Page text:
Method: Write your novel as a screenplay. No, really, that’s it. A screenplay is, at its core, PEOPLE SAY SHIT and PEOPLE DO SHIT. It is dialogue and action with the sparest, barest description. A screenplay is an outline. It doesn’t seem like it, but consider: a screenplay is not the final product. A novel is, but a screenplay goes through various hands and phases before it actually ends up on screen. The script is just a series of suggestions as to what appear in front of audiences.
+ An easy-breezy way to write a “zero draft” of your novel.
+ You’ll be amazed at how fast it is to write a book this way.
+ Flexes some different storytelling and format muscles.
- Um, it’s a screenplay? Which means you have to know how to write a screenplay. Format, etc.
- Screenplays are, A-DOYYY, not novels. So, you’re practicing with one format when ideally you should be learning to practice another. It’s like learning roller skating by training with a skateboard or with ice skates. It’s similar, and useful, but may not be a good fit for everyone.
As You Go
Method: Outline as you go. Finish a chapter and outline the next two or three.
+ Keeps your story loose and flexible, like the elastic in a comfortable pair of beloved underwear.
+ Never feels like you’re forcing yourself down one path (though again it is vital to remember that outlines are not sacred gnostic documents but just a list of made-up suggestions).
- It’s basically an act of drawing the map after you’ve started driving the car. It’s hard to see the deadman curves and blown-up bridges if you don’t plot the map ahead of time.
The Story Bible
Method: A giant-ass worldbuilding bible. No specific format, but assume it should read like the encyclopedia for a world that doesn’t necessarily exist. Focuses not at all on the plot of the single book and more about the overall world — including history, food costumes, design notes, religions, myths, traditions, holy dildos, mating parades, monkey-punching rituals, etc.
+ It’s like, a big geeky bag of worldbuilding fun.
+ Lets you worry less about plot and more about creating a rich, fascinating setting that will spur the plot forward and give the characters an awesome setting in which to ROMP and GIBBER.
- Not actually plot-based, so — kinda separate from an outline. Also means you’re likely to build in tons of things that have nothing to do with the plot or the characters. A lot of excess.
- A very good way to waste time productively. Most things like this have a horizon line of functionality, and it’s very easy to traipse past that horizon line and continue writing your worldbuilding story bible for 16 years while never committing word one to the actual book you’re writing. It feels productive. But after a point, it damn sure isn’t.
Draw Its Shape
Method: Story has shape. It has architecture. The narrative skeleton is pressed into the flesh of the story. So, design that. You might design lots of shapes — the classic Freytag’s Pyramid, or a more nuanced and jagged version of that. (Might I recommend this terribleminds post? Story Shapes: Four Ways To Think About Narrative Architecture.) You might also graph pacing — it’s valuable to think about slowing down and speeding up the narrative at key points.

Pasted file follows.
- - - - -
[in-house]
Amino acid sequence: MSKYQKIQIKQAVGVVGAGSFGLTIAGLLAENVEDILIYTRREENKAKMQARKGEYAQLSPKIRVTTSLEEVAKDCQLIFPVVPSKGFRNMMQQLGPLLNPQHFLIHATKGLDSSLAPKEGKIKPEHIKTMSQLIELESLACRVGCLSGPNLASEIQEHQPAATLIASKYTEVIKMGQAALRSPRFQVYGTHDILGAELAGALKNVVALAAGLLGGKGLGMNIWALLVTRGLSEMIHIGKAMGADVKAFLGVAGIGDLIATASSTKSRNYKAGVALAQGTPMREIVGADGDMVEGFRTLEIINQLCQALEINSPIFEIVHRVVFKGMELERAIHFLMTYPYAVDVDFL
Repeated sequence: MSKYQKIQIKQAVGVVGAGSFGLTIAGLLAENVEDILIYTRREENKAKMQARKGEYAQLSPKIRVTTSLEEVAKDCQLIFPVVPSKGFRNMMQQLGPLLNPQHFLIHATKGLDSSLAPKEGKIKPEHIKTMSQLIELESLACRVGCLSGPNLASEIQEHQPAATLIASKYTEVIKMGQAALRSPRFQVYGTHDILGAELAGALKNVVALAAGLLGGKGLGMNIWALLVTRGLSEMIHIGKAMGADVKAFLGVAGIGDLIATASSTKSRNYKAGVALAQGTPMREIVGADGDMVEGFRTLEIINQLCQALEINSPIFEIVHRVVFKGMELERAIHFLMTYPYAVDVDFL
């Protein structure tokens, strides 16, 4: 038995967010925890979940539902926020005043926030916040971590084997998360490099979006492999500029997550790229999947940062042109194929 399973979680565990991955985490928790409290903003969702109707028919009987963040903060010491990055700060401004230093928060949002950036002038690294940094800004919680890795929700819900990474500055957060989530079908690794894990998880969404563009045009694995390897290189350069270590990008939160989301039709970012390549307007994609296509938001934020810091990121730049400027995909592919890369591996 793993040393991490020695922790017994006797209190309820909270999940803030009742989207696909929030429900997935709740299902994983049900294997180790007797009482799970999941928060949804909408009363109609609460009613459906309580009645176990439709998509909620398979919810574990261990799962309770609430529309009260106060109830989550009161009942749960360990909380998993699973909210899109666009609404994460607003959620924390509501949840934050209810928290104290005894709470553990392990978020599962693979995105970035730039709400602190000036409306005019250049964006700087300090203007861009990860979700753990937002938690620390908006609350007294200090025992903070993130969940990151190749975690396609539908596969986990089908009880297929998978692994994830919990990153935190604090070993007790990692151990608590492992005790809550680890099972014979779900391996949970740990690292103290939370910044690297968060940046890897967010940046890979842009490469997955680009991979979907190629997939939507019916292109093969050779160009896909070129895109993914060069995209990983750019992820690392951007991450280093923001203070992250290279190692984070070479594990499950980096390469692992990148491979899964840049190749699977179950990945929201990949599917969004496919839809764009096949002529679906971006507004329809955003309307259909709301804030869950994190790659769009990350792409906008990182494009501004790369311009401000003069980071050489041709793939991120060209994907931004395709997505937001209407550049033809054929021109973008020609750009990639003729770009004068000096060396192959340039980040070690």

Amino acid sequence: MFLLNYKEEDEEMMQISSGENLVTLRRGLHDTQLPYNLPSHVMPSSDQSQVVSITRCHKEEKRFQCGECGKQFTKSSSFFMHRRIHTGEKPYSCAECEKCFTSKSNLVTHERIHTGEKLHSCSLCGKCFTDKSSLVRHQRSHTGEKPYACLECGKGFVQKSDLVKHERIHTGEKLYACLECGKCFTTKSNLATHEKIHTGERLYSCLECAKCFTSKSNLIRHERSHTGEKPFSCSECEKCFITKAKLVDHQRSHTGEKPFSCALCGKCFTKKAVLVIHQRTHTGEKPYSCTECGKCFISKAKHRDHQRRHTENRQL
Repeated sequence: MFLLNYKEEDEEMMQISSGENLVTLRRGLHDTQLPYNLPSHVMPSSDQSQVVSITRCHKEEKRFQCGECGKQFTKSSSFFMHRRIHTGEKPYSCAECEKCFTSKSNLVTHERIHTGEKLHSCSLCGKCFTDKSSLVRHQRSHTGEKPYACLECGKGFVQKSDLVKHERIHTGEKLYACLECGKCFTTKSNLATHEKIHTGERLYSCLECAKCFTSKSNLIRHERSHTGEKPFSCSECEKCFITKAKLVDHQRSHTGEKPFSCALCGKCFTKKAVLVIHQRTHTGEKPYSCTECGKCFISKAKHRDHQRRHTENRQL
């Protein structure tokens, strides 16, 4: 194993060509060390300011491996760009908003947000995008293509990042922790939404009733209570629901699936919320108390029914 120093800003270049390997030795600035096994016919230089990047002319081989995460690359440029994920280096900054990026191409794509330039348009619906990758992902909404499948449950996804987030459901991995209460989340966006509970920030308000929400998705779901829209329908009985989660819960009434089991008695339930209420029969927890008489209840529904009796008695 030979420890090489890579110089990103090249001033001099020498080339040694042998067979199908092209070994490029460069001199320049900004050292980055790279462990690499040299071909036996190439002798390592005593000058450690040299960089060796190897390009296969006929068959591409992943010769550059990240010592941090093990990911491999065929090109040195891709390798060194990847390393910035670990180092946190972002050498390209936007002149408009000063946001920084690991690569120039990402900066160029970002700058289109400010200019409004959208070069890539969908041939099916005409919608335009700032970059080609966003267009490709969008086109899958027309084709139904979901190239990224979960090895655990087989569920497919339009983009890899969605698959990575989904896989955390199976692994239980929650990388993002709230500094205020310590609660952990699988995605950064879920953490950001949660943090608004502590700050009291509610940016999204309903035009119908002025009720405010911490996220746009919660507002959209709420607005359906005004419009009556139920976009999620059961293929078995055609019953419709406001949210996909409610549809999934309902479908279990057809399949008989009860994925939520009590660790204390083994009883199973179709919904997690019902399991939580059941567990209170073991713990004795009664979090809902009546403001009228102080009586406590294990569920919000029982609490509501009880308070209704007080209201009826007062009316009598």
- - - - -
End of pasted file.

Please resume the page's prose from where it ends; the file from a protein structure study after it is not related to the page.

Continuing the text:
+ A nice, abstract way to think about your story.
- Aaaaand maybe too abstract? This might be better when paired with one of the other outline forms, just to give you something less theoretical and more comprehensive.
Method: A mind map is when you drill into your own head in an act of narrative trepanation, and you stuck a bendy straw in there and let the sweet STORY NECTAR dribble onto the page. It’s like maple syrup, kinda, and the idea is — *receives note* — okay, that’s not what a mind map is so clearly I have been doing this very wrong. *plugs up forehead hole with cork* A mind map is a central bubble (YOUR NOVEL) with a lot of other bubbles branching off of it. You can track plot, theme, characters, really anything you want — and you can do so in an explicitly visual way. Here is a good example at Iain Broome’s site: “How I Use A Mind Map To Build Stories.“
+ Fun, easy, lots of software and apps to help you do it.
+ Abstract, but not so abstract it becomes a thought exercise — still concretizes ideas.
- Not really helpful in sequencing.
- Can get kind of noisy — may need to break out several smaller mind maps to make it work.
And That’s That
There you go. A big-ass skull-crusher of a post about outlining. Use it. Abuse it. Ignore it.
And, if you like it, share it.
We’ll talk more about outlines and plotting as the month goes on — in the meantime, remember that I do want you to try at least one of these methods, just for fucks and chuckles. We will in fact be tracking some of this stuff and — if you’re brave — posting them online. (We’ll check back in a couple weeks on that front.)
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Hey, look! Whoadang! The GONZO BUNDLE is on sale — it’s eight books total (not pictured but included: 30 Days in the Word Mines). This bundle normally runs for $20, but for the whole month of October, if you use coupon code NAPLOYONOMO you can get it for 25% off — aka, $15. Check it out here, or click the image below: